Numerous conditions can result in a dysfunction called Horner’s syndrome, which is a neurological disorder that affects the nerves innervating a dog’s eye and facial muscles. Our team at Veterinary Vision Center wants to provide information about this syndrome, in case your dog is affected.

Horner’s syndrome signs in dogs

A syndrome is a condition characterized by a collection of signs, and Horner’s syndrome signs are caused by damage to the sympathetic nervous system, whose nerves supply the eye and facial muscles on the affected side. This results in:

  • Constricted pupil
  • Elevated third eyelid
  • Eyeball retraction (i.e., the eye appears shrunken)
  • Eyelid drooping
  • Increased pink color, and nose and ear warmth on the affected side

Understanding the dog’s sympathetic nervous system

The nervous system is composed of the somatic nervous system, which supplies skin and muscles and is involved in conscious activity, and the autonomic nervous system, which controls bodily functions not consciously directed, such as heart and respiratory rates, blood circulation, and pupil dilation and constriction. The autonomic nervous system is composed of two antagonistic nerve sets:

  • Parasympathetic nervous system — The parasympathetic nervous system maintains the body during a normal state. In the eye region, this system constricts the pupil, raises the third eyelid, and retracts the eye for protection.
  • Sympathetic nervous system — The sympathetic nervous system prepares the body for a fight or flight situation. In the eye region, this system dilates the pupil, widens the eyelids, drops the third eyelid, and keeps the eye in a forward position in the socket.

These two nervous systems work together to maintain balance in a healthy body, with one system slightly dominating the other, depending on the situation. When the sympathetic nerves supplying the eye region are damaged, only the parasympathetic nerves work, causing Horner’s syndrome.

Damage to the dog’s sympathetic nervous system

The sympathetic nerves that innervate the eye region can be damaged at any point on their long path from the brain. Nerve segments include:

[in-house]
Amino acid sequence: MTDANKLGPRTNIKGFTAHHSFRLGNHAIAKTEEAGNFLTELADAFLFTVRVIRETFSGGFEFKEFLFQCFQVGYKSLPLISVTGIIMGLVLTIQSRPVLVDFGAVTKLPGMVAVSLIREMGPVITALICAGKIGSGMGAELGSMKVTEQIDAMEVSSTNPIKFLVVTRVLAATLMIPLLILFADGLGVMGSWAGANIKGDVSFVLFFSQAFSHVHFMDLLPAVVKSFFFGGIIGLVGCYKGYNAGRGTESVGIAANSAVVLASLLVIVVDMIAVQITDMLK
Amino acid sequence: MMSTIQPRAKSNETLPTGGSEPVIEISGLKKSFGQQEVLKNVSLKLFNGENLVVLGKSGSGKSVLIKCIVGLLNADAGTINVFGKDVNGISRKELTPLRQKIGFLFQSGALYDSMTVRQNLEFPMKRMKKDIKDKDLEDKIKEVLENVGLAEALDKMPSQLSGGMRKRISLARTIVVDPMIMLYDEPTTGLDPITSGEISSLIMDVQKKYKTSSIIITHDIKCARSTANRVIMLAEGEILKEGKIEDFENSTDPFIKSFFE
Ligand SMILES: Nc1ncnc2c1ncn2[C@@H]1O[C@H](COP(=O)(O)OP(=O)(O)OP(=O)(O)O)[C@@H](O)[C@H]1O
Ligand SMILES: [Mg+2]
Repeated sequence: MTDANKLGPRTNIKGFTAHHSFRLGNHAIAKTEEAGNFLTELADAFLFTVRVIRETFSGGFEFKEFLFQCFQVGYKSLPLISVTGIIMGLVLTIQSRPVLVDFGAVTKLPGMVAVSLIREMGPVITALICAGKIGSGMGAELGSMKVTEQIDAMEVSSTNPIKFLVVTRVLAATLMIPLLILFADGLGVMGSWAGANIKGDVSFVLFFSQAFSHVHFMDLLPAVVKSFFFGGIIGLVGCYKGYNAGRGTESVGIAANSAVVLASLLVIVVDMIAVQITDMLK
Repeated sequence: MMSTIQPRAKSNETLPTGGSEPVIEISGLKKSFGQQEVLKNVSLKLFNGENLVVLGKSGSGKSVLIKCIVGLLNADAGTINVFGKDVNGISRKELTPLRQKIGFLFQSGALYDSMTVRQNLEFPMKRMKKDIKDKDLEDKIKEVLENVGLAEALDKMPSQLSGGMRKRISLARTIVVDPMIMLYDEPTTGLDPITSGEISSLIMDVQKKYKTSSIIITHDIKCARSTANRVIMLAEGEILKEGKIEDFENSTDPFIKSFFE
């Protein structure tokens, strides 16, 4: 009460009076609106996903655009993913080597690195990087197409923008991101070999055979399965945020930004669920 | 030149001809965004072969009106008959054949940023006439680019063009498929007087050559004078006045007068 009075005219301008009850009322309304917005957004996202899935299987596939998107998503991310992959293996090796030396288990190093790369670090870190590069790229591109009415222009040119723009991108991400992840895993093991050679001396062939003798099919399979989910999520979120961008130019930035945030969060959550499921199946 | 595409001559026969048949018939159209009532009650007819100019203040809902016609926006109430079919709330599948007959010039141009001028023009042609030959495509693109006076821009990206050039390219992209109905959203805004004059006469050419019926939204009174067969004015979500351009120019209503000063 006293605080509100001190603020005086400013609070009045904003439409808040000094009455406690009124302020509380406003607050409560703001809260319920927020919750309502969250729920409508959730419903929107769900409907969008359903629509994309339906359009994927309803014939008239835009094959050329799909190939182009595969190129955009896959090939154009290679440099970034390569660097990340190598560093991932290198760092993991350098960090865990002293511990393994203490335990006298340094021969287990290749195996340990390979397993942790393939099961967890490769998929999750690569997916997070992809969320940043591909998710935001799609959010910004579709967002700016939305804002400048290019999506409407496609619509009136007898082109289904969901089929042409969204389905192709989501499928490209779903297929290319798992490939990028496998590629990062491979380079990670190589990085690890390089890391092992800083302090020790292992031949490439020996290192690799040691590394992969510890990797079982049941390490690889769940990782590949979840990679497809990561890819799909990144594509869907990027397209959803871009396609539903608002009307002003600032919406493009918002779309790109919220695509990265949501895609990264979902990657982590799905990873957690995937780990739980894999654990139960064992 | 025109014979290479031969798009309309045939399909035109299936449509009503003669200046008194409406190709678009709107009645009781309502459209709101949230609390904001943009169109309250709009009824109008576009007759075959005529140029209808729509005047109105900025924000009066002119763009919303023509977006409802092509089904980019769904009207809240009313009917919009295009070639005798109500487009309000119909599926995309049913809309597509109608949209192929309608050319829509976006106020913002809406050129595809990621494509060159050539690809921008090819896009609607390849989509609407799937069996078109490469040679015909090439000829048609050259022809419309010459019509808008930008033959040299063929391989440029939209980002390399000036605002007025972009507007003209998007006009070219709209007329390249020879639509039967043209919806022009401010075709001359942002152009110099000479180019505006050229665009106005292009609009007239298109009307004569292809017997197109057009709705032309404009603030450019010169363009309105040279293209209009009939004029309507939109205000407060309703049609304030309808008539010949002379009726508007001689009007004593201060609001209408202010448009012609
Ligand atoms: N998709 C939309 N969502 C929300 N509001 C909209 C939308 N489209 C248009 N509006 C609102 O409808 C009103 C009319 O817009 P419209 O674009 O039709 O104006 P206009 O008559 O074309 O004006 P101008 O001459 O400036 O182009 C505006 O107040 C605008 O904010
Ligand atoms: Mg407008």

• Central segment — The first segment begins as the nerves exit the brain at the hypothalamus and travel through the brainstem and down the spinal cord in the neck area. Damage in this area is called a first order lesion, and includes brain tumors or trauma, vascular brain accidents, and herniated vertebral discs. 
  • Preganglionic segment — The nerves exit the spinal cord inside the chest at the the second thoracic vertebra level, and travel on the right and left sides up the neck to the middle ear vicinity. Preganglionic segment damage is called a second order lesion, and can occur when the foreleg is pulled and the armpit area nerves are overstretched, from neck trauma, such as pulling extremely hard on a leash, and neck or chest tumors.
  • Postganglionic segment — The last segment, the postganglionic segment, starts below the ear and travels to the eye. Postganglionic segment damage is called a third order lesion and involves infection or trauma to the middle ear. These lesions are the most common cause of Horner’s syndrome in dogs.

Localizing the lesion causing the dog’s Horner’s syndrome

When an ear infection, injury, or tumor isn’t apparent, the lesion must be localized to determine the underlying cause. Medications, such as specific eye drops, can be administered to stimulate different sympathetic nervous system segments to help determine the damaged area, and imaging modalities, including X-rays, magnetic resonance imaging (MRI), and computed tomography (CT scan), may also be used. When the lesion cannot be determined, Horner’s syndrome is classified as idiopathic. Golden retrievers are at higher risk for the idiopathic condition.

Treating Horner’s syndrome in dogs

Horner’s syndrome is not painful and does not affect the dog’s vision, so treatment isn’t necessary. However, Horner’s syndrome indicates underlying nerve damage, and the cause may need addressing. When the cause can be determined, your veterinarian will develop an appropriate treatment plan to address the condition and alleviate your dog’s signs. When the cause is not known, natural recovery usually occurs in 16 weeks to 6 months, depending on sign severity. 

Any neurological issue affecting your dog is concerning, and a pet who is exhibiting Horner’s syndrome signs must be evaluated by a veterinary professional to determine the cause. Contact our team at Veterinary Vision Center if your dog has a constricted pupil, drooping eyelid, retracted eyeball, or elevated third eyelid, so we can localize the lesion and develop an appropriate treatment plan.